The Association of Midwest Museums dates back to October 1927, when amateur archaeologist George Randall Fox found himself the curator of a brand new house museum in Three Oaks, Michigan.
New to his role and facing challenges any startup might encounter, Fox turned to his peers from southern Michigan and northern Indiana organizations for ideas and inspiration. It is said that the conversation was so fruitful that the group decided to form an association on the spot, and what was then called the Michigan-Indiana Museums Association (MIMA) was established. This small organization would grow quickly over its first 20 years, welcoming into the fold museums from Ohio, Illinois, and Wisconsin. Before long, the physical boundaries of AMM would reach eight Midwestern states.
Let’s take a look back at some of those early meetings! Having recently announced that our conference will return to Indianapolis in 2023, we’ll focus on the first two Indiana conferences.
South Bend, Indiana, 1930
Our first-ever Indiana meeting took place in South Bend in 1930. Below are two scanned pages of the meeting program with the outline of the schedule for the day. (Click the image to view the entire program.) George Fox and his colleagues enjoyed special presentations by the meeting hosts, held their annual business meeting, and engaged in roundtable discussions.
One new addition to the program at this time was a series of “short, impromptu talks,” which were offered by anyone who volunteered or was called on. The program identifies a group of individuals who were “certain to be called on,” including many of the organization’s founders. We like to think of these as an early form of today’s very popular conference “Flash Talks.”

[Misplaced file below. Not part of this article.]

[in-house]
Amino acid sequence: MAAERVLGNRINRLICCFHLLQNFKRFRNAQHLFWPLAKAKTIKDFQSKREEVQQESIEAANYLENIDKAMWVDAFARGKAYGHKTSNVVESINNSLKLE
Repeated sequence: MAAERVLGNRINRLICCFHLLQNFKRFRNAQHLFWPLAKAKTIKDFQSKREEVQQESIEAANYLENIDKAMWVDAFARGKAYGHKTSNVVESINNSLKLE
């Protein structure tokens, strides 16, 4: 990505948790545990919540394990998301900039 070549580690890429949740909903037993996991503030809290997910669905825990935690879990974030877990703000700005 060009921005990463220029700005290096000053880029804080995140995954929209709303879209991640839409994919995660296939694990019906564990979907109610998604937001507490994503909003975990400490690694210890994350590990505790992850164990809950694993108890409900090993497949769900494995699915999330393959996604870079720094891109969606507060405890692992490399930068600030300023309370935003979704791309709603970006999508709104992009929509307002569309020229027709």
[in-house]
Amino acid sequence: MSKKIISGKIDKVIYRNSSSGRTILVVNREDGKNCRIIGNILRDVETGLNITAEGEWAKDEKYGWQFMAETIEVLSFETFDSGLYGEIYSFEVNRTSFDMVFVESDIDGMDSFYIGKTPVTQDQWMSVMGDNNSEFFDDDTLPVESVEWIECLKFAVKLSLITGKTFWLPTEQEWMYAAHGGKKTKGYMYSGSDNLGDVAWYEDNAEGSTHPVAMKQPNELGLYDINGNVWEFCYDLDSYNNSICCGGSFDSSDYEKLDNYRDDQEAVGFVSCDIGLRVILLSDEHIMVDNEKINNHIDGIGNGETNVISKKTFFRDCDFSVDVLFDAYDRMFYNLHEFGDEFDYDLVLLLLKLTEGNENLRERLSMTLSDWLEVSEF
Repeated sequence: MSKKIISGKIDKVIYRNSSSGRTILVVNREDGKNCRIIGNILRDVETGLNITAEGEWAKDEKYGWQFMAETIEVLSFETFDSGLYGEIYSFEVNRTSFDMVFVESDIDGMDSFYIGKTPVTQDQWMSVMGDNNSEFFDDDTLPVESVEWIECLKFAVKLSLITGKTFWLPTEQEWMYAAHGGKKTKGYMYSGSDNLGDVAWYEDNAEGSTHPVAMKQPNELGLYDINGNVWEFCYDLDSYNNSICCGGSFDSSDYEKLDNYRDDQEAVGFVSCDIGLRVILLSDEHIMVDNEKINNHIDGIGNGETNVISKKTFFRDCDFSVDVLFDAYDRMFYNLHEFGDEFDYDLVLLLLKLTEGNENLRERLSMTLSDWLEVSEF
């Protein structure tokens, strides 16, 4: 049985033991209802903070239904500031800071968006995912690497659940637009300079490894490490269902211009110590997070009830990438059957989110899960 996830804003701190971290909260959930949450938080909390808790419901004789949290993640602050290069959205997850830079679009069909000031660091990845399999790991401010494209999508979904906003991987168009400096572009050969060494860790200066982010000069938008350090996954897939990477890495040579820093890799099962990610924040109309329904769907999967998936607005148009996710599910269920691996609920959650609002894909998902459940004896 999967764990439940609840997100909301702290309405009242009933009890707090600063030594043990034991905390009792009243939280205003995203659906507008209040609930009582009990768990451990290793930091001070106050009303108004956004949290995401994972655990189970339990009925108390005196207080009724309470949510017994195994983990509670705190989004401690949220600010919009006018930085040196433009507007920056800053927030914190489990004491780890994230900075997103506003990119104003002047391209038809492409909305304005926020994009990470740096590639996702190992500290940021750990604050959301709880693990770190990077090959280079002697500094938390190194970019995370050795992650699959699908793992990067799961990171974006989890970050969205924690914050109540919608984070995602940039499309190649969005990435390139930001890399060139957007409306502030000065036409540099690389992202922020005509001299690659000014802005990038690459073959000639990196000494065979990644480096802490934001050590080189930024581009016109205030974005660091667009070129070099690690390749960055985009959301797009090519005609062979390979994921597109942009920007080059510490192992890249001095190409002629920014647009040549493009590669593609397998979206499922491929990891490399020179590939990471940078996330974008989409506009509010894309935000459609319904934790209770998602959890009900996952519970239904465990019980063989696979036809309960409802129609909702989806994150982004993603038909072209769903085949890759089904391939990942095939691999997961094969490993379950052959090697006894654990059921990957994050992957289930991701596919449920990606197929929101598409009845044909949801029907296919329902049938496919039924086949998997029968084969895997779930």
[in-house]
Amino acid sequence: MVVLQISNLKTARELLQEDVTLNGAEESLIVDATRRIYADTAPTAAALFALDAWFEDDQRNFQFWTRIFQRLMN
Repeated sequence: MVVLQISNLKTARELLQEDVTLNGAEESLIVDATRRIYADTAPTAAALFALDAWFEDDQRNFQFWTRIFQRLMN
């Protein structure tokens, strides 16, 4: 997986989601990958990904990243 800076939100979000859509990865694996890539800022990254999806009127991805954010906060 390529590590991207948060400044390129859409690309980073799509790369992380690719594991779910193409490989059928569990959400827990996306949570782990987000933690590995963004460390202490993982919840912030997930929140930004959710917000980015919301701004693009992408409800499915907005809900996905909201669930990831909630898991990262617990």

Peru, Indiana, 1932
By 1932, the annual meeting program was beginning to take the shape of the conferences we know today, with a variety of sessions presented by individuals from across the Midwest – Michigan, Indiana, Ohio, and Wisconsin. Below are scanned pages of the 1932 program brochure, with the schedule-at-a-glance for the conference. (Click the image to view the entire program.)
The morning sessions were focused on “The Museum and the Community,” and the afternoon sessions on “Museum Problems.” Presenters included Arthur B. Carr from the Children’s Museum of Indianapolis, Charles E. Brown from the Wisconsin State Historical Museum, and Henry L. Ward from the Kent Scientific Museum in Grand Rapids (now known as the Grand Rapids Public Museum).
Perhaps just as interesting, this program outlines two major points of business to address at the meeting: 1) whether or not to become affiliated with the American Association of Museums and 2) the idea of officially bringing Ohio into the association’s territory. We know what happened next, but we’ll save that for another AMM Look Back!